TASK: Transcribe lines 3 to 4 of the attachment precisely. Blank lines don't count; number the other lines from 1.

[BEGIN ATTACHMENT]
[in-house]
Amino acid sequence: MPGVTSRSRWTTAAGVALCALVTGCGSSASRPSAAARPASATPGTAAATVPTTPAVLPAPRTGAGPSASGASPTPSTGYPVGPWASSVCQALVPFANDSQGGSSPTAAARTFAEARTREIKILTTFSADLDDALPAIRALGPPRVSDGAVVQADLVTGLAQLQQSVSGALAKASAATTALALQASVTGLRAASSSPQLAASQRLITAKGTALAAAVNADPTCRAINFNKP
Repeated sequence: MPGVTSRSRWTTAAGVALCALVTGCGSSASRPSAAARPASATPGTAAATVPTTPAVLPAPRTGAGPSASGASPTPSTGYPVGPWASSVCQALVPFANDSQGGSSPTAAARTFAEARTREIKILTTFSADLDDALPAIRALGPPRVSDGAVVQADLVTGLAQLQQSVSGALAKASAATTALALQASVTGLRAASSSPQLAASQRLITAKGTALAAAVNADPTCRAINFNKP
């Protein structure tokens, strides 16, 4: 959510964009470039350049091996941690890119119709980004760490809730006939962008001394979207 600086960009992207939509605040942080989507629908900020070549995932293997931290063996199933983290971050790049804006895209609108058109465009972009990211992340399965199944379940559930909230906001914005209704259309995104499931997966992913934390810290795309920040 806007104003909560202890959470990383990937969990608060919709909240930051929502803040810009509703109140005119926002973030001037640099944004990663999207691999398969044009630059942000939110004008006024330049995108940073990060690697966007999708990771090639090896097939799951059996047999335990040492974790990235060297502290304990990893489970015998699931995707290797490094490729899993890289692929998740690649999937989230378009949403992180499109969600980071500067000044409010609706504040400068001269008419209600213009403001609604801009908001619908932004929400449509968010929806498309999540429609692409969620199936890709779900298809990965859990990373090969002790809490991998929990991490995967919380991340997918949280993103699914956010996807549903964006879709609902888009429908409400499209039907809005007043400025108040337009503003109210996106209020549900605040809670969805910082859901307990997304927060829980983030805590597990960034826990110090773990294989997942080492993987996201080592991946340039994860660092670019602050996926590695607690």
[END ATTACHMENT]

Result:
Repeated sequence: MPGVTSRSRWTTAAGVALCALVTGCGSSASRPSAAARPASATPGTAAATVPTTPAVLPAPRTGAGPSASGASPTPSTGYPVGPWASSVCQALVPFANDSQGGSSPTAAARTFAEARTREIKILTTFSADLDDALPAIRALGPPRVSDGAVVQADLVTGLAQLQQSVSGALAKASAATTALALQASVTGLRAASSSPQLAASQRLITAKGTALAAAVNADPTCRAINFNKP
């Protein structure tokens, strides 16, 4: 959510964009470039350049091996941690890119119709980004760490809730006939962008001394979207 600086960009992207939509605040942080989507629908900020070549995932293997931290063996199933983290971050790049804006895209609108058109465009972009990211992340399965199944379940559930909230906001914005209704259309995104499931997966992913934390810290795309920040 806007104003909560202890959470990383990937969990608060919709909240930051929502803040810009509703109140005119926002973030001037640099944004990663999207691999398969044009630059942000939110004008006024330049995108940073990060690697966007999708990771090639090896097939799951059996047999335990040492974790990235060297502290304990990893489970015998699931995707290797490094490729899993890289692929998740690649999937989230378009949403992180499109969600980071500067000044409010609706504040400068001269008419209600213009403001609604801009908001619908932004929400449509968010929806498309999540429609692409969620199936890709779900298809990965859990990373090969002790809490991998929990991490995967919380991340997918949280993103699914956010996807549903964006879709609902888009429908409400499209039907809005007043400025108040337009503003109210996106209020549900605040809670969805910082859901307990997304927060829980983030805590597990960034826990110090773990294989997942080492993987996201080592991946340039994860660092670019602050996926590695607690």